We appreciate the histopathologic survey of “Berkeley” transgenic sickle-cell mice by Manci and colleagues,1 and we have similar results in a larger range of ages (2 to 23 months) in another subcolony of these mice originally from Drs Chris Pastzy and Mohandas Narla. We also concur that the hemizygote mice are poor models for human sickle trait.2 However, we would like to add 2 additional similarities between these mice and human sickle cell disease that may have relevance to pathophysiology of sickle cell disease.
While Manci et al found no gallstones, we consistently see a 20% to 30% incidence of pigmented gallstones in examining nearly 100 of these mice. Photomicrographs (see figure) were visualized using an Olympus BX51 microscope (Olympus, Melville, NY) equipped with UPlan Apop 4 ×/0.16 and PlanApo 1.25 × 0.04 objective lenses. Images were captured with an Olympus DP70 camera, and were formatted using Adobe Photoshop software (Adobe Systems, San Jose, CA). Affected mice typically have a dilated gallbladder containing a single large stone and several smaller ones. Some gallbladders with gallstones are hyperplastic (Figure 1B), but none have histologic signs of cholecystitis or biliary duct obstruction, and we conclude that these gallstones are asymptomatic. The youngest mouse with pigmented gallstones was 6 weeks old. All mice exclusively expressing human sickle hemoglobin have elevated serum total bilirubin (13 ± 1 μM/L; mean and SEM, n = 16). This is another manifestation of human sickle-cell disease in the mouse model, and it correlates with the high-grade hemolysis in these mice. The only other mice with pigmented gallstones are those with spherocytosis due to the nb/nb mutation, manifesting gallstones after 6 months of age.3,4 Dogs, prairie dogs, and guinea pigs also form pigmented stones.5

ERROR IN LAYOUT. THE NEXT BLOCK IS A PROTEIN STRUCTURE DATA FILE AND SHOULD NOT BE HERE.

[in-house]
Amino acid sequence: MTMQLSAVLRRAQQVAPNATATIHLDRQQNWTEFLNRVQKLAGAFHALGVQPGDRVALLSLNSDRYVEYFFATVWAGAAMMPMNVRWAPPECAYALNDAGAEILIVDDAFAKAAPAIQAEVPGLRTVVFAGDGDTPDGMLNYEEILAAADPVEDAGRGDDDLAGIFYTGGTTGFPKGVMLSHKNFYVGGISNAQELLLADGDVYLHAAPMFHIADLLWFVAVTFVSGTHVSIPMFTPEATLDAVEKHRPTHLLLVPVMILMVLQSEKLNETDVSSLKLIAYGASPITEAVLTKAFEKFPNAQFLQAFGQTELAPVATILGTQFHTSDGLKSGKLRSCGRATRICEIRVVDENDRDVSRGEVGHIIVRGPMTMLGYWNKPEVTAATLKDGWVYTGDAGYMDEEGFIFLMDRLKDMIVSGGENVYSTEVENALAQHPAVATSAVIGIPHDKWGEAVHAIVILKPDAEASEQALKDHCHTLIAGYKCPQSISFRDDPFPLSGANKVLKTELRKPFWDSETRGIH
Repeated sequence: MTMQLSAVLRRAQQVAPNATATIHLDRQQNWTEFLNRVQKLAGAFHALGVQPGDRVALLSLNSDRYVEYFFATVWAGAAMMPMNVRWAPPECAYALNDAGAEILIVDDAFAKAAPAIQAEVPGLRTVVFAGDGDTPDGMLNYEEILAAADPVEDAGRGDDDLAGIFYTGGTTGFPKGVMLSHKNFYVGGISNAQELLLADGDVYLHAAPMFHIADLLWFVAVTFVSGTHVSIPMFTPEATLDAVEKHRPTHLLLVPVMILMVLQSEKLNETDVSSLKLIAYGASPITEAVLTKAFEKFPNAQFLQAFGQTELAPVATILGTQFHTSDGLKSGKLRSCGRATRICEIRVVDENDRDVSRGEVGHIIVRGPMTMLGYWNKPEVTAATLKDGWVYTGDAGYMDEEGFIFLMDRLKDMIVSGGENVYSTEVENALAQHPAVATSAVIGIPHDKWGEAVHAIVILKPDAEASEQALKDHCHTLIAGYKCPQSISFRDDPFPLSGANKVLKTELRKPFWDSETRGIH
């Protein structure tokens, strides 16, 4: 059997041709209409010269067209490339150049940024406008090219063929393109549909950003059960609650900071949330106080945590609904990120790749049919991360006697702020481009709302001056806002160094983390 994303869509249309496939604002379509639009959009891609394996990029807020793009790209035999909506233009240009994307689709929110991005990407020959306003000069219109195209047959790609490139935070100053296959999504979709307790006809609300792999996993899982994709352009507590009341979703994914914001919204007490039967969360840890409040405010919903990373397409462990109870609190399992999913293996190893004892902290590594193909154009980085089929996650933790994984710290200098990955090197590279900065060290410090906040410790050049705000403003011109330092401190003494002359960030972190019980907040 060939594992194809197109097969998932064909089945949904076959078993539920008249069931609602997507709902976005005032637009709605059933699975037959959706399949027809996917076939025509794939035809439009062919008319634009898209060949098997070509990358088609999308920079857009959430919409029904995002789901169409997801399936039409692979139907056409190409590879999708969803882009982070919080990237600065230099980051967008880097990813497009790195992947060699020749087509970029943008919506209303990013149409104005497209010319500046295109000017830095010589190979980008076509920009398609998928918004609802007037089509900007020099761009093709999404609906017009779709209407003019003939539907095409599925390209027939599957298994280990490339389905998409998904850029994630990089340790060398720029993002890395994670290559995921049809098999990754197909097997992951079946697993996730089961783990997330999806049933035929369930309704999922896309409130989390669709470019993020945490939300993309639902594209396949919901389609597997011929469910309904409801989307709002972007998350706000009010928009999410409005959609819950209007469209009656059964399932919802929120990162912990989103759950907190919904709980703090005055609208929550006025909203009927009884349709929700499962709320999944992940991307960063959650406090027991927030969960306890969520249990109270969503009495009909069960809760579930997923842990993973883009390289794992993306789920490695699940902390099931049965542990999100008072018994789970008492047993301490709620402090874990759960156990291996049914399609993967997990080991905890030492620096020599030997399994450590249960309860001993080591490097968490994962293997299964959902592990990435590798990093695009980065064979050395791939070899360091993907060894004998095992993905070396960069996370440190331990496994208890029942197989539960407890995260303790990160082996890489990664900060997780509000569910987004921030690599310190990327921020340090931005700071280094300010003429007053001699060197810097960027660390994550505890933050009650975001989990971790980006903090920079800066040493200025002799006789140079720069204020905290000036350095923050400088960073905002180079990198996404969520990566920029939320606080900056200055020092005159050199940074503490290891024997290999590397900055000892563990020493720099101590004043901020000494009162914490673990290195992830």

We have also observed priapism in the Berkeley transgenic sickle-cell mice, as well as the same biochemical phenotype of nitric oxide resistance and phosphodiesterase 5A dysregulation as in priapic mice with knockout of nitric oxide synthases.6 These functional abnormalities of vasoregulation are present despite very subtle histologic changes in the penis.
Both gallstones and priapism contribute significantly to the complications of sickle-cell disease. These 2 functional manifestations in this transgenic mouse model of severe sickle-cell disease highlight the possible links between hemolysis and low nitric oxide bioavailability. Some disease similarities may accumulate as the mice age. While we acknowledge that there are differences in the physiology of mice compared with humans, the animal model has potential utility for functional studies relevant to sickle-cell disease pathophysiology.